Readers’ wildlife photos

November 17, 2020 • 8:00 am

We have a comfortable backlog of photos now, but you should still send in your good ones lest ye forget.

Today’s batch, lovely photos of invertebrates (with a bonus mammal and reptile), comes from reader Bruce Budris. As he says about locations, “These are mostly taken in upstate NY (Columbia County).  The two exceptions are the one I note that is taken at the Berkshire Botanical Garden in Stockbridge, MA, really only 20 mins. away from us, and the snake pic, which is from Innisfree Garden about 30 or so miles south of us in Dutchess County.”

I’ve put Bruce’s IDs and notes in indents.

We’ve already had our first snow and a number of below freezing nights, but this common drone fly (Erastalis tenax) is still at it on the last flowers we have left (marigolds). This is a species of hoverfly whose body structure and coloring mimics a common honeybee.
Also in the hoverfly family, this is most likely a female migrant hoverfly (Syrphus ribesii) whose coloring mimics a yellowjacket wasp.
And a third type of hoverfly: The oblique stripetail (Allograpta obliqua), which also shares a mimicry of yellow jackets.
The great golden digger wasp (Sphex ichneumoneus), a cousin of the cicada-killer wasp, is probably the largest wasp in this part of the world.   They can usually be found dragging their prey (crickets and such) back to their in-ground burrows.  Golden diggers also seem to like the nectar of swamp milkweed plants.  This one happened to be photographed at the nearby Berkshire Botanical Garden, but I’ve found them to similarly visit the swamp milkweed plants in our garden.  Despite their appearance, golden diggers are very unaggressive, although I noticed the patrons of the garden that summer afternoon were giving their nesting area a wide berth.
The Tomentose burying beetle (Nicrophorus tomentosus) is a type of carrion beetle.  The club at the tip of their antennae is an olfactory organ used to find decaying carcasses, and once found, the mated beetles will bury the dead animal and use it to feed their brood.
The recycler of the previous photo (Nicrophorus tomentosus) is itself being recycled by a horde of red whirligig mites (Genus Anystis).
A beautiful yellow swallowtail butterfly (Papilio glaucus) drinking from a Mexican sunflower and another resting on a basil leaf.
A large ferruginous tiger crane fly (Nephrotoma ferruginea) hangs in wait.
Bonus raptor:  A Cooper’s hawk (Accipiter cooperii) that frequently stalks my bird feeder in search of unsuspecting sparrows.
Bonus snake:  While we were attempting to photograph a massive orb weaver spider at the beautiful Innisfree Garden in Dutchess County, NY, this garter snake (Thamnophis sp.) slithered over to check on the proceedings.


16 thoughts on “Readers’ wildlife photos

  1. Wow! Those are great pictures. Golden digger wasps and the even bigger cicada killers are indeed very docile. One can get very close with a camera and their only reaction will be to fly away.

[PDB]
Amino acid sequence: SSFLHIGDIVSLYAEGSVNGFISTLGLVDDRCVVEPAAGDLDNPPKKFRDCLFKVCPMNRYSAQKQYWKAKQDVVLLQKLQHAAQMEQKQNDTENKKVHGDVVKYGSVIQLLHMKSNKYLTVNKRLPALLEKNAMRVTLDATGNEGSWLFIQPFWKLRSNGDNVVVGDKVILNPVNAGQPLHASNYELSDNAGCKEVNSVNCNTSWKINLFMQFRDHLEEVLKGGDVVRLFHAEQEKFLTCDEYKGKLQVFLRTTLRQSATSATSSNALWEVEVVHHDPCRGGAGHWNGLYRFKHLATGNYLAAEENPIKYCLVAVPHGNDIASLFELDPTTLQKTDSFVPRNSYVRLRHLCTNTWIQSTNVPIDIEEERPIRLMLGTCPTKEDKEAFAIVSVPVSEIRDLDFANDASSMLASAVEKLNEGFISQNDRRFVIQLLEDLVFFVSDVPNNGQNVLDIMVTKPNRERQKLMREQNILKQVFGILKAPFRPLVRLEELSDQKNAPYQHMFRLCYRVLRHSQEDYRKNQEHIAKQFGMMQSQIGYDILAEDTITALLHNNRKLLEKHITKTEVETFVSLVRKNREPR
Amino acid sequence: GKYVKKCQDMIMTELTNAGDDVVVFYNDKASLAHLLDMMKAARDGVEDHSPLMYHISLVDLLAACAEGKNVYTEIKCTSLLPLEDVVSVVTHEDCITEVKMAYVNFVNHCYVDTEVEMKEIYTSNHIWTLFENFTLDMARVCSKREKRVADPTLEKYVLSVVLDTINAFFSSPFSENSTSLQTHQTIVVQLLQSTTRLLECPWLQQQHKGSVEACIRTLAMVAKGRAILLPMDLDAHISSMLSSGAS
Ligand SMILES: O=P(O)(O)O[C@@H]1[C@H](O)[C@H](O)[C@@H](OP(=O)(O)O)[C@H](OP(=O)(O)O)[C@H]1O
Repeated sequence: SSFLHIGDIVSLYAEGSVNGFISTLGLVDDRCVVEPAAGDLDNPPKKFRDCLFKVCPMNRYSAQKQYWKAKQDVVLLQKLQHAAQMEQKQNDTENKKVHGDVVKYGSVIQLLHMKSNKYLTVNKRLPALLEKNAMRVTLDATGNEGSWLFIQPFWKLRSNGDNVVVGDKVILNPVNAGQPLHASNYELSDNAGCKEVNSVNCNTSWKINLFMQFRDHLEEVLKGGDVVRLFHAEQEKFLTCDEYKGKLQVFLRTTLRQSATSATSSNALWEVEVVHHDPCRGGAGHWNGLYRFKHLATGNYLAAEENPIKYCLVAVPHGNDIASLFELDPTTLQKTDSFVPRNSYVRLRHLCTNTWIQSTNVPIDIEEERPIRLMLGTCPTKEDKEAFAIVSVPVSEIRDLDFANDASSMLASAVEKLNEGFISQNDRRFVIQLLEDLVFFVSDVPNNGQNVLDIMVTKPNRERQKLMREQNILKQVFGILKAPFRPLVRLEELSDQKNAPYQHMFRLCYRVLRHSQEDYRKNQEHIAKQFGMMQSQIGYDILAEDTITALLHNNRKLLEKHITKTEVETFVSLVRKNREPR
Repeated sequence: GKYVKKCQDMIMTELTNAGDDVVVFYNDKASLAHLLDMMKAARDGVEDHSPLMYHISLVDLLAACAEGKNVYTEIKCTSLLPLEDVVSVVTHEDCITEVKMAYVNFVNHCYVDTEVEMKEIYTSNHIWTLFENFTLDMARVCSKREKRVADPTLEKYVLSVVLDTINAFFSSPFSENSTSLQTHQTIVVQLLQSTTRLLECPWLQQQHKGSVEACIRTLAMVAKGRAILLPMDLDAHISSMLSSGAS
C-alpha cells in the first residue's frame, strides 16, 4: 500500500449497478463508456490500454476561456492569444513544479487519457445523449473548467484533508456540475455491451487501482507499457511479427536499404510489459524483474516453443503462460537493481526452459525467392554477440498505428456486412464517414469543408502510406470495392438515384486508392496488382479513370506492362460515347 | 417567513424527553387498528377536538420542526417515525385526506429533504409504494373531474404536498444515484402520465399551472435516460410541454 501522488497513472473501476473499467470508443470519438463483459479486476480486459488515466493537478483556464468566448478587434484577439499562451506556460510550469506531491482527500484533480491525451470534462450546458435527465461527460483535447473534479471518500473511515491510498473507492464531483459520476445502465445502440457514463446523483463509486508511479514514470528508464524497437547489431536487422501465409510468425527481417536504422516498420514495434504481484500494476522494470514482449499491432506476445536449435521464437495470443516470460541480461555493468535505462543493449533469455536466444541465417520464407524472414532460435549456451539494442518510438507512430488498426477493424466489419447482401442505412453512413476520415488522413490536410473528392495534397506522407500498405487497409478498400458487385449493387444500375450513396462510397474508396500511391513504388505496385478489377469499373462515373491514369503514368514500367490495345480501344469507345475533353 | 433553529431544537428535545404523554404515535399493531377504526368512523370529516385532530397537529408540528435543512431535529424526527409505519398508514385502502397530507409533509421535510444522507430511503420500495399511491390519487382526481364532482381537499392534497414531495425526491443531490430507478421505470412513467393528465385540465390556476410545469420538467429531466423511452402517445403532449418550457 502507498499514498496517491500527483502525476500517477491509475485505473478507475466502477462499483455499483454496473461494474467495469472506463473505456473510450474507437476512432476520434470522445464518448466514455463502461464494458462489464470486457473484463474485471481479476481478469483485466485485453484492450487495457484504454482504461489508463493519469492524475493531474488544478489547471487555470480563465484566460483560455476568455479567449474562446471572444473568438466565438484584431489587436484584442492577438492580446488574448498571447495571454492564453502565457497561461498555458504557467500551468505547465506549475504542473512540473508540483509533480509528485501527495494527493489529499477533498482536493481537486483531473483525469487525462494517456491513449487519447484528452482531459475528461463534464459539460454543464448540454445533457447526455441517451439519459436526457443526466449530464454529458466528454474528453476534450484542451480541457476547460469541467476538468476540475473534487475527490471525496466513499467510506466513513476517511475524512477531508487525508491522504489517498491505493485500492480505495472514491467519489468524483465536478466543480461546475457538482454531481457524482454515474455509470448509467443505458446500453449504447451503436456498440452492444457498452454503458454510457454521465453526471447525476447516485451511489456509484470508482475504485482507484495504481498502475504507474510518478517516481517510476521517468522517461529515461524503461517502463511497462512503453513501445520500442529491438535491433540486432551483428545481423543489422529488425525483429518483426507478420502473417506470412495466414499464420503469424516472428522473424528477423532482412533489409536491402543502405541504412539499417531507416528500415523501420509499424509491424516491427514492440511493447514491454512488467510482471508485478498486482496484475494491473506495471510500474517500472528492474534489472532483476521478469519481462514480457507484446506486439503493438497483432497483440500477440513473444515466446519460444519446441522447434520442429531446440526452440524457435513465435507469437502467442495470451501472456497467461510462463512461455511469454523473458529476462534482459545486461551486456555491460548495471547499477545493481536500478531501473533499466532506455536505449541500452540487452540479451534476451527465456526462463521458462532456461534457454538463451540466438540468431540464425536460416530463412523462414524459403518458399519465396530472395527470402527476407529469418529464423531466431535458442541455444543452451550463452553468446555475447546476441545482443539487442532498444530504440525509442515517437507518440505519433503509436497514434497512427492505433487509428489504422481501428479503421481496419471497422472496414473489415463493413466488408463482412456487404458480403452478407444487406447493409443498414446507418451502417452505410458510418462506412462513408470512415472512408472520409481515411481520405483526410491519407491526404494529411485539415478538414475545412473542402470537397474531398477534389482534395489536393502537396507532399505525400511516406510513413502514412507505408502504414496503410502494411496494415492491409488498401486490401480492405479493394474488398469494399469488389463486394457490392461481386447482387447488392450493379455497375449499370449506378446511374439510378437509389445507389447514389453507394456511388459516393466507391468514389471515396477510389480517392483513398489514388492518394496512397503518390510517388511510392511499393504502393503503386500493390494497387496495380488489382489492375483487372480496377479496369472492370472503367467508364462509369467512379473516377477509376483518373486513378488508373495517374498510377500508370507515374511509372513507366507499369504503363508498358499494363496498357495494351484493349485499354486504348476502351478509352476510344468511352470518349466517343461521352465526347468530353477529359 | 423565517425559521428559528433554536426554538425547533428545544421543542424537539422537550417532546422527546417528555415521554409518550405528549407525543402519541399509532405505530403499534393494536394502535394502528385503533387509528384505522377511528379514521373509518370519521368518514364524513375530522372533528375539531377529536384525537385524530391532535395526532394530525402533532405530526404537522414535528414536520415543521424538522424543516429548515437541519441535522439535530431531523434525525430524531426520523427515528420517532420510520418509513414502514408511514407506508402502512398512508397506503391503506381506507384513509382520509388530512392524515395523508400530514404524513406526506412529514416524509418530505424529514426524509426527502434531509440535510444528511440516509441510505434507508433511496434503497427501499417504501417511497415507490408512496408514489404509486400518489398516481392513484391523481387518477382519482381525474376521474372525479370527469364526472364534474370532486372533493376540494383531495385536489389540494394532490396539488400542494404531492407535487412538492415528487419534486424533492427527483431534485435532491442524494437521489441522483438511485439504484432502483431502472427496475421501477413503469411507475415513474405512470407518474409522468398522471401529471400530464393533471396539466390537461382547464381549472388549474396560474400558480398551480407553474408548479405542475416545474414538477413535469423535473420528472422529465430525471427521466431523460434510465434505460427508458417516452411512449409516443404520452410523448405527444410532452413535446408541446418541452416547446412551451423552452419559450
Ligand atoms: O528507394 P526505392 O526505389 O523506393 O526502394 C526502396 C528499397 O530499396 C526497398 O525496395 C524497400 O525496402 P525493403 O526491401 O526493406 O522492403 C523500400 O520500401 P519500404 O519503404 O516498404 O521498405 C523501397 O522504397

The swallowtail butterfly is a giant swallowtail (P. cresphontes)- by some measures the largest of our butterflies.

  2. The mites on the Nicrophorus beetle may look a bit of a bother to their host, but they are phoretic [free-riders], not parasitic. The mites are likely Poecirochirus, confusingly in the family Parasitidae! [There is a ‘type genus’ Parasitus..]

    These mites are predators on fly eggs and larvae, so likely beneficial, if not essential to the silphid’s reproduction on carcasses.

    Parasitid mites are also phoretic [not parasitic] on a wide variety of dung beetles, with similar benefits to these beetles. In the 1970s, Gerry Krantz, an entomologist here at Oregon State, had a series of projects relating to introduction of dung beetles in regions [Australia in particular] where the native beetles weren’t keeping the prairie swept. Despite the superabundance of dung, these introduction did poorly until parasitid mites were added to the mix.

    1. Interesting. Thanks for explanation. At the time it didn’t occur to us that there was another possibility other than beetle vs mites.

    2. Correction, the genus name I was reaching for is Poecilochirus, according to Bug Guide! Misreading an “r” for an “l” is still pretty good for something I haven’t thought about in decades…

      During my beetle-collecting instar, I saw phoretic parasitids on a wide range of beetles, especially those from mucky habitats.

  3. Fabulous photos! I also have photos of the first two I must send… slightly different! But these are really good! How close were you?

    1. The lens I use has a minimum focus distance of 12” (as measured from the focal plane of the sensor)which means about 5” from end of lens. I use extension tubes which decreases the distance to about 2” (giving higher than a 1:1 magnification. For the fly face shot I’m probably at slightly greater than that minimum distance. For the full body shots I’m a bit further away (maybe 5” or 9” or so) which increases the depth of field in order to get more of the total insect in focus. Focus stacking shots is the workaround for the depth of field issue at such close distance but these photos are all single shot. At such close range though my lighting gear sometimes makes it difficult to avoid bumping the subject.

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